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Learning Communities
      Faculty Resources

Top Ten Reasons to Teach a Learning Community:

  1. Renew Your Energy for Teaching - Not only do you reinvigorate your course by adding a central theme or lens to explore your discipline, but you also get to learn from other faculty. The students, the material and your teaching team all combine to invigorate your teaching.
  1. Learn Something New - As part of the learning community, you get to attend all the class lectures and discussions with your students and fellow faculty members. You get to become a student again, without having to do all the research yourself.
  1. Free Up Your Teaching - When you combine academic disciplines, you let your teaching partner take over a significant part of the class content, freeing you to focus on the most important aspects of your own discipline.
  1. Focus on the Texts - Because choosing a course theme often means that standard textbooks don't fit, most instructors choose their own primary texts. The additional readings become an important part of your class, and this focus helps students become more critical readers of primary sources.
  1. Make Connections - While most of the connections between disciplines come out in the course planning, inevitably new connections come from during class discussions. These moments make you look like a genius.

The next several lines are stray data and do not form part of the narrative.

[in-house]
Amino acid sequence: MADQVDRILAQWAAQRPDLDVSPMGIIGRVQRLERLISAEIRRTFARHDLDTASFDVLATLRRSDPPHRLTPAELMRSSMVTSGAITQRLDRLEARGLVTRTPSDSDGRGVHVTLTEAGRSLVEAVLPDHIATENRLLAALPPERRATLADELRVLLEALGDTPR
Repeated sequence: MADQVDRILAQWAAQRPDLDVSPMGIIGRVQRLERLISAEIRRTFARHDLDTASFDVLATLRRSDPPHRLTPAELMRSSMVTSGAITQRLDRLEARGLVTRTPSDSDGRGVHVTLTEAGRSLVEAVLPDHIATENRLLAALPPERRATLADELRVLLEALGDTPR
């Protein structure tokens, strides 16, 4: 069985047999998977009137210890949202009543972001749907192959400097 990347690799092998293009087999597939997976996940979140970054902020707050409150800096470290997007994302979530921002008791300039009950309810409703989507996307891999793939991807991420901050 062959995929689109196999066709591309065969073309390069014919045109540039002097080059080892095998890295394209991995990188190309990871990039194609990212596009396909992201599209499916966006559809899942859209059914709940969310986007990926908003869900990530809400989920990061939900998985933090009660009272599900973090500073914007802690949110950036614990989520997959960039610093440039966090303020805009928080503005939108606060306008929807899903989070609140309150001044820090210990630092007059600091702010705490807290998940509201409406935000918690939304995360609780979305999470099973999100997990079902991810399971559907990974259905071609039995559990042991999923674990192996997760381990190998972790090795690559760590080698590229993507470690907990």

1. Enjoy Creative Subject Matter - When you theme-atize your course, you have to reexamine the material and find the most important concepts in your discipline. Once you find those core ideas, you present them in new and innovative ways - a great way to tap into your creative energy.
  1. Present a United Front - As a team of teachers, you always have great backup. From keeping academic standards high to dealing with problem students, your teaching partner "has your back."
  1. Get More Time - Teaching in a two- or three-hour block gives you time that you do not ordinarily have in a daily class. This time makes watching films and completing in-depth discussion much easier.
  1. Attract Interested Students - Students in learning communities register for the class because there is something that interests them about the course theme and/or the learning environment.
  1. Gain Professional Development - Teaching with other faculty is the best form of professional development available. You have the chance to learn effective teaching methods you can incorporate into your stand-alone classes.

Some Useful Resources:

  • Compatibility Survey - This document has some important questions to consider before you sign up to teach with a colleague.
  • The Washington Center for Improving the Quality of Undergraduate Education - Part of Evergreen College, the Washington Center offers training and curriculum planning retreats for LC faculty as well as a national conference and summer institute.
  • Deanza College's "Faculty Strategies for a Successful Learning Community" - This great list of strategies emphasizes key concepts for ensuring the success of your class.
  • LaGuardia Community College's "Pedagogy, Assessment and Links" - Near the bottom of the page is a list of faculty resources, including a great bibliography on LC research.
  • SCC LC Application Form - Joann Storment sends out an LC application a few months before the deadlines are due (early January for fall classes and mid-April for winter and spring classes). This file is an example of the application form.

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